It is expected that the review headed by Professor Ian Gilmore, president of the Royal College of Physicians, will include a revised list of conditions exempt from payment following on from charges for cancer patients that were abolished in England in April.
At a cost of more than £150,000 the review has covered “deliberative research, stakeholder workshops and meetings”, but “further work to ensure that proposals can be implemented smoothly and efficiently” has delayed its publication from the original summer due date.
Despite the existing costs minister Mike O’Brien said more spending was likely as Professor Gilmore completed the review.
The government has faced criticism for increasing the price of prescriptions up to £7.20 in April despite calls from the British Medical Association to follow examples set in Northern Ireland, Scotland and Wales and abolish charges altogether.
May 13, 2009
In the last year the NHS in England has saved nearly £394 million through GP’s prescribing generic drugs for common conditions such as high blood pressure, high cholesterol and gastric problems. £278 million of that was saved on anti-cholesterol Statin drugs alone.
This saving in one year virtually covers the cost of providing free prescription charges for patients in England, the only country in the UK which is not ending prescription charges. It’s a reminder that abolition of prescription charges is easily affordable, and only the dogmatism of the government stands in the way.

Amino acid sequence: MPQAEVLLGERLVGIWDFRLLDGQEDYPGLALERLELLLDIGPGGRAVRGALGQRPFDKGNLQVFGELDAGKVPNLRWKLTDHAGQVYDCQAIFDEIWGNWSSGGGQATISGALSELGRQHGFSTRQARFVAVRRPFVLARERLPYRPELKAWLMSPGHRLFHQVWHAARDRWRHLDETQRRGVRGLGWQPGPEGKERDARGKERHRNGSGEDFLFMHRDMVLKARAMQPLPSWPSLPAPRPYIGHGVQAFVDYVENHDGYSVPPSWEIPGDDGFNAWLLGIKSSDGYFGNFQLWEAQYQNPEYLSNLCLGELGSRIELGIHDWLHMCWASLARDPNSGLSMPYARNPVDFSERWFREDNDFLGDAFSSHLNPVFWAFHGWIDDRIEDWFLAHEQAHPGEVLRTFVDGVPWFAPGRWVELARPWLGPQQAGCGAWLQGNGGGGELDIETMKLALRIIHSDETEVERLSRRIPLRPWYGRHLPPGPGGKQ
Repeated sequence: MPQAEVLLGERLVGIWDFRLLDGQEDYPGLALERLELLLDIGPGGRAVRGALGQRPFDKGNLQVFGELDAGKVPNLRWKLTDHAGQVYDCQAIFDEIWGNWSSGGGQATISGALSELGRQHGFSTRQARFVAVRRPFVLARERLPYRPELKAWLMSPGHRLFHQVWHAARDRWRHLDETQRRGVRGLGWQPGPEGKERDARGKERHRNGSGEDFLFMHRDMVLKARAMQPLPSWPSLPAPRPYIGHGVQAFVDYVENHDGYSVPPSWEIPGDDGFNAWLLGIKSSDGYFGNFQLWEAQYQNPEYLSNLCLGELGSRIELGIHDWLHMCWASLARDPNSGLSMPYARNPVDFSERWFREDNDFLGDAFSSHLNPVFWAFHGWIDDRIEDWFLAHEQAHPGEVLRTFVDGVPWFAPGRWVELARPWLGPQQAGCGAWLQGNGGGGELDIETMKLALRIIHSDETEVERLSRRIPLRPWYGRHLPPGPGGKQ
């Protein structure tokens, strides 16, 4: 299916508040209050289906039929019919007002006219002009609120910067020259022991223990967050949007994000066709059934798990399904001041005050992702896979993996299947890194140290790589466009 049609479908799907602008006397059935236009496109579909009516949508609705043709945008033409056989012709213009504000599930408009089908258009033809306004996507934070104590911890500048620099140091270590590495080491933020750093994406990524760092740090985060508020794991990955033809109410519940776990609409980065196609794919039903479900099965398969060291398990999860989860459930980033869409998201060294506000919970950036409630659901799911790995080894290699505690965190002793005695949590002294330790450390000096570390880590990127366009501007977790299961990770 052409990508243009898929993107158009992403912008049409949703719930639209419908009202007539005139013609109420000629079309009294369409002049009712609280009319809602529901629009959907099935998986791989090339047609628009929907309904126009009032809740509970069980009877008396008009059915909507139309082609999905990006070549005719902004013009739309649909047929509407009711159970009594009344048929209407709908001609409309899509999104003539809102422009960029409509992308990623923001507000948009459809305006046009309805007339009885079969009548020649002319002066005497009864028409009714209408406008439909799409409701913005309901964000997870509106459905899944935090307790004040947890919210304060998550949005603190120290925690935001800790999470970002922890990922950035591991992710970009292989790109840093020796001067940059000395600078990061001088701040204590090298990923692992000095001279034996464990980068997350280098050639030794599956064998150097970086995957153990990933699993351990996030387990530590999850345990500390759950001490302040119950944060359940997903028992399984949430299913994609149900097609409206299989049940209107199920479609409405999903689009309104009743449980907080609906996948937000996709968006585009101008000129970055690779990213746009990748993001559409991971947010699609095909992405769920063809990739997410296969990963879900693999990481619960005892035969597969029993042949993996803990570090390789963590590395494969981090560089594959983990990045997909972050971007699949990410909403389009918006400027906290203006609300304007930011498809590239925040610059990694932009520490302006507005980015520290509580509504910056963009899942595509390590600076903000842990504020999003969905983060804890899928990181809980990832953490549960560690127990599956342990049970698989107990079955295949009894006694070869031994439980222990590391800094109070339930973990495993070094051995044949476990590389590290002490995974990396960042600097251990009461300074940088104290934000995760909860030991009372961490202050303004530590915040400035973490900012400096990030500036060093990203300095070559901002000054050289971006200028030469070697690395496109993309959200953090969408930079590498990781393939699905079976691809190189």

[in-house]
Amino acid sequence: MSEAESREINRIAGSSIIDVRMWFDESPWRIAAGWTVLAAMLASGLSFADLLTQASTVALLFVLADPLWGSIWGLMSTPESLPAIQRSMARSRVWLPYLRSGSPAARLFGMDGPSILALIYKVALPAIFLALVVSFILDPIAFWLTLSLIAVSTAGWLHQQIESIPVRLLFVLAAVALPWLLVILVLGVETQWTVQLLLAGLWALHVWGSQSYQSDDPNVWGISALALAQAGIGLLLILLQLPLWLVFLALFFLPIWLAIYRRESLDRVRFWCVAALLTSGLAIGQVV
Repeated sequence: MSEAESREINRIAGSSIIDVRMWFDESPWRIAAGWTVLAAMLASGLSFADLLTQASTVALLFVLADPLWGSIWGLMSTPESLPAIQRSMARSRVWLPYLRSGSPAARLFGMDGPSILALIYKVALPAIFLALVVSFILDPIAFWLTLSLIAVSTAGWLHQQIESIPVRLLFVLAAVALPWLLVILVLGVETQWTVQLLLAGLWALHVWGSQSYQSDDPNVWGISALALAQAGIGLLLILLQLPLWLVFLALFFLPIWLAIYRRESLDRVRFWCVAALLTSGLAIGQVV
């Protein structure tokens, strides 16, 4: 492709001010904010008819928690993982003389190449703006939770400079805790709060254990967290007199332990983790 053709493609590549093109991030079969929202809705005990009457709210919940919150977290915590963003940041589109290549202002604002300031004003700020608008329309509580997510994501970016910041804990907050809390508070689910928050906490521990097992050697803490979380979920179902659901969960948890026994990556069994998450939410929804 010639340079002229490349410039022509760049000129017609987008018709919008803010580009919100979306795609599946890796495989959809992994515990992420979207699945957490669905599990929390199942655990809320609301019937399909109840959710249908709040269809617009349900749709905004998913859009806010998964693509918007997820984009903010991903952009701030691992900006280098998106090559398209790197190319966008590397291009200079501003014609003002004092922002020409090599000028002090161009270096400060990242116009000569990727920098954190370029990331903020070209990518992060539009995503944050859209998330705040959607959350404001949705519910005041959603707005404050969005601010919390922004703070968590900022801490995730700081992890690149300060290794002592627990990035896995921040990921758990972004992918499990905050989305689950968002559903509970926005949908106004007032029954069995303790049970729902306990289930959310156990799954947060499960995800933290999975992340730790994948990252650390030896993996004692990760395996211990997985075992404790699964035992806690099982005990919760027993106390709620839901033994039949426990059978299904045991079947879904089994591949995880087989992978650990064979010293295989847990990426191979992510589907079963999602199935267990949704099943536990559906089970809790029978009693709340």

March 7, 2009
HARDWORKING people are being forced to subsidise the NHS through unfair prescription charges, according to the British Medical Association. And a Swindon GP branded the rules on paying for medicine “unfair”. The organisation is asking for prescription fees to be scrapped, following Wales and now Scotland’s lead, rather than continuing to complicate the exemptions policy. Read the rest of this entry »
January 31, 2009
Colin Fox has sent me this letter published in the Glasgow Herald letters page this Thursday.
As the MSP who introduced the Bill to abolish NHS prescription charges to the Scottish Parliament in 2005 I am not in the least surprised by the 26% increase in the use of pre payment certificates reported in yesterday’s Herald.[Cut price prescription drugs policy ‘a success’ – 28th January]. Cutting the cost of certificates by 50% was always likely to highlight the extent to which the price was an inhibitor to treatment. Read the rest of this entry »